Closer to home, the Castle Street Café presents two jazz artists with a region-wide reputation this weekend. On Friday night, the Noah Baerman Trio brings its unique, keyboard-based improvisations to Great Barrington. A native of New Haven, Baerman is a protégé of jazz piano legend Kenny Barron, and is the author of eight instructional books, including “Jazz Keyboard Harmony” and “Complete Jazz Keyboard Method.” Baerman teaches at Central Connecticut State University.
His trio’s brand-new CD, “U-Turn,” showcases Baerman’s gift for witty, accessible melodies and his delicate touch on the Fender Rhodes electric piano. Bassist Tyler Goodwin and drummer George Mastrogiannis also contribute numbers to the effort, which is alternately playful and soulful, upbeat and lyrical.
On Saturday night, Woodstock, N.Y., vocalist Teri Roiger leads her trio into Castle Street. As heard on her CD, “Misterioso,” Roiger is a sophisticated jazz vocalist who favors compositions by Thelonious Monk and Charles Mingus, sometimes offering original lyrics inspired by the tunes. She also performs original songs by her trio partner and arrranger, bassist John Menegon. When they’re not performing, the two teach at Williams College and at the State University of New York at New Paltz.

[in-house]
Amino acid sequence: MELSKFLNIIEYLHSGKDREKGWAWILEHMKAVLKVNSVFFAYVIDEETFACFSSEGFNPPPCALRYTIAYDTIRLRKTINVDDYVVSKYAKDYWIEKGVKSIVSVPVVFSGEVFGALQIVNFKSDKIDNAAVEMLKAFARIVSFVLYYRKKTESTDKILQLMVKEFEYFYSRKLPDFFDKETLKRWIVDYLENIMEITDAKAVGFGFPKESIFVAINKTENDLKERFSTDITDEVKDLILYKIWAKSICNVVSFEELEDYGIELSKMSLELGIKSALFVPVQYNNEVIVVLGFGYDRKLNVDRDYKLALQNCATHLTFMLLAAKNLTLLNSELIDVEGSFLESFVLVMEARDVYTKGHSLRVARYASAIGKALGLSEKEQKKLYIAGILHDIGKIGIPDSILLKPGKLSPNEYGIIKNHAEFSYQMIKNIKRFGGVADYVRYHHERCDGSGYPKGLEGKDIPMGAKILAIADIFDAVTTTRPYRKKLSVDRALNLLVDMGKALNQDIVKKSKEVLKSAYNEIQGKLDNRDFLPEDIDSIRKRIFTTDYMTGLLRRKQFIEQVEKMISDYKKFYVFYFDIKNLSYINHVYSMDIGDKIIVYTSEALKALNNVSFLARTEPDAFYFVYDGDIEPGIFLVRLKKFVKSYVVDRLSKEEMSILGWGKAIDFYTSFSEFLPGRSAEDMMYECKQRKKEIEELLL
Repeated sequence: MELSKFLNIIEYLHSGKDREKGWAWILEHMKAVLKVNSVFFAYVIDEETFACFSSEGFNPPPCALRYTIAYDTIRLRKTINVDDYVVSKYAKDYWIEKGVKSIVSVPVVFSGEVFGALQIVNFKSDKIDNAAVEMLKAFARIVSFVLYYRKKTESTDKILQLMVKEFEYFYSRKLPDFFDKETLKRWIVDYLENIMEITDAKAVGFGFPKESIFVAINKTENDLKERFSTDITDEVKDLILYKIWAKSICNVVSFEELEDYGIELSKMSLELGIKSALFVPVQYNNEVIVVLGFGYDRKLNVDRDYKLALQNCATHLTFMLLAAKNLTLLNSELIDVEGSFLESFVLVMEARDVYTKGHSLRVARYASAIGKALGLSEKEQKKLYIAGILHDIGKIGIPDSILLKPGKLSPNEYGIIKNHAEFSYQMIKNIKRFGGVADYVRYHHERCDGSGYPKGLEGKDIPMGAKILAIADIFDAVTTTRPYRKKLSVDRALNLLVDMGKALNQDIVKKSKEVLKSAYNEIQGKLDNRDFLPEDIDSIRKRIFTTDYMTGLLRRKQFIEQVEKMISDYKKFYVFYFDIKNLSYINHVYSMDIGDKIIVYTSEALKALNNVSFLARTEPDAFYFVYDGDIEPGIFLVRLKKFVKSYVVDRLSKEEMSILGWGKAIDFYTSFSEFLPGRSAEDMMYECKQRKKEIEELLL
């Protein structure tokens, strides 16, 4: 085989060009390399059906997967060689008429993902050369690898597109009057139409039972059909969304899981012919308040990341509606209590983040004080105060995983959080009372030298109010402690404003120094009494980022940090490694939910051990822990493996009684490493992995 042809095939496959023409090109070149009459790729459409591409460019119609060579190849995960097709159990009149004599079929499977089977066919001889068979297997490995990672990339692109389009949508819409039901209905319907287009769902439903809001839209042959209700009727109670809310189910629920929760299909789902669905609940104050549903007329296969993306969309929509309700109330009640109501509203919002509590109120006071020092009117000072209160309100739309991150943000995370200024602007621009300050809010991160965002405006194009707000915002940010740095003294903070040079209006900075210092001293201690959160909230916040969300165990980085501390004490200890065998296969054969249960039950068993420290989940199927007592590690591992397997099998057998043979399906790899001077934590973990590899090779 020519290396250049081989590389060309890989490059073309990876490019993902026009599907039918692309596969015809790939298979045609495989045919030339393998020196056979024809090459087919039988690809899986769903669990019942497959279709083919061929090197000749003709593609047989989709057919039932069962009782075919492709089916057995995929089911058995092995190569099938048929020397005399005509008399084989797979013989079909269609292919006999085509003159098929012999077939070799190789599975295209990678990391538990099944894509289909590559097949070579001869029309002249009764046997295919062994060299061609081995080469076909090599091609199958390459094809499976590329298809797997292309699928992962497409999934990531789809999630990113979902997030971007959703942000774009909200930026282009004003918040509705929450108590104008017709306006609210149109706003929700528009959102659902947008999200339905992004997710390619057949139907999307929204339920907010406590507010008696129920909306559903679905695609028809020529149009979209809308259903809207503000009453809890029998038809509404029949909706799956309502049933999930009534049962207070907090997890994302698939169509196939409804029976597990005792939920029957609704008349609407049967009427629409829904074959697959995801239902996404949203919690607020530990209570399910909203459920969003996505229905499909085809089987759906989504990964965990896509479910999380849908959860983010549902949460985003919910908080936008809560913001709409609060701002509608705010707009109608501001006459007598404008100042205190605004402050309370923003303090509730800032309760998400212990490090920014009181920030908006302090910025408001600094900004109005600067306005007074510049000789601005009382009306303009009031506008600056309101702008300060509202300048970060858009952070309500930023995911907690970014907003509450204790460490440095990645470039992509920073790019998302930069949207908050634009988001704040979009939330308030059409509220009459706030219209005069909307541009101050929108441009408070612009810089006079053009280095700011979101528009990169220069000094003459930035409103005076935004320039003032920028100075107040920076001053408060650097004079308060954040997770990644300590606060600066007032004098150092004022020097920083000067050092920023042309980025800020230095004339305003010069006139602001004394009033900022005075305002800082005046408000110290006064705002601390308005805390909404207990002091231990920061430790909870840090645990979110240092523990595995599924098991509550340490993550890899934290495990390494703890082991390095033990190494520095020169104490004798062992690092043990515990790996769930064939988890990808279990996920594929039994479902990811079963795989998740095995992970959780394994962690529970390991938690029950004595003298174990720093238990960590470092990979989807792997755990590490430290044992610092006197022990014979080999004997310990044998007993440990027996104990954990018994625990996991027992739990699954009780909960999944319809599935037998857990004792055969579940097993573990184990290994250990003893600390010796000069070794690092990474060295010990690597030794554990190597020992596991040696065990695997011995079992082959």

Old folk at Old Songs
The first of the major summer folk festivals takes place this weekend with the Old Songs Festival of Traditional Music and Dance at the Altamont (N.Y.) Fairgrounds, 10 miles west of Albany, from Friday through Sunday. This year’s headliners include topical singer-songwriter Tom Paxton, folksinger Anne Hills, Acadian ensemble Barachois, old-time duo Ginny Hawker and Tracy Schwarz, and contradance band Swallowtail.
Also featured are English folk group Jez Lowe and the Bad Pennies, Italian folk guitarist Beppe Gambetta, acoustic blues guitarist Roy Book Binder, Irish folk group Craobh Rua, New England folksinger Bob Franke, Vermont singer/storyteller Margaret MacArthur, Senegalese ensemble Fakoli Dance and Drum, Scottish balladeer Norman Kennedy, shape-note singers Peter and Mary Alice Amidon, and the Berkshires’ own Roger the Jester.
The festival, which includes on-site camping, nine different performance areas, children’s activities, a juried craft show, puppet shows, dances, classes and workshops, is in its 22nd year. For more information visit the Old Songs website at www.oldsongs.org or call 518-765-2815.
Another in our series of periodic tallies of the most-played recordings -- most new, some old – on our imaginary radio station:
1. Jen Chapin/Stephan Crump, “Open Wide” (Purple Chair Music)
2. Badly Drawn Boy, “About a Boy (Original Soundtrack)” (XL/BMG)
3. Ali Hassan Kuban, “The Rough Guide to Ali Hassan Kuban” (RGNET)
4. Rosey, “Dirty Child” (Island)
5. Shannon McNally, “Jukebox Sparrows” (Capitol)
6. Elvis Costello, “When I Was Cruel” (Island)
7. Gogol Bordello, “Voi-La Intruder” (Rubric)
8. Jewlia Eisenberg, “Trilectic” (Tzadik)
9. Sheryl Crow, “C’mon, C’mon” (A&M)
10. Dave Douglas, “The Infinite” (Bluebird)
[This column originally appeared in the Berkshire Eagle on June 27, 2002. Copyright Seth Rogovoy 2002. All rights reserved.]
[an error occurred while processing this directive]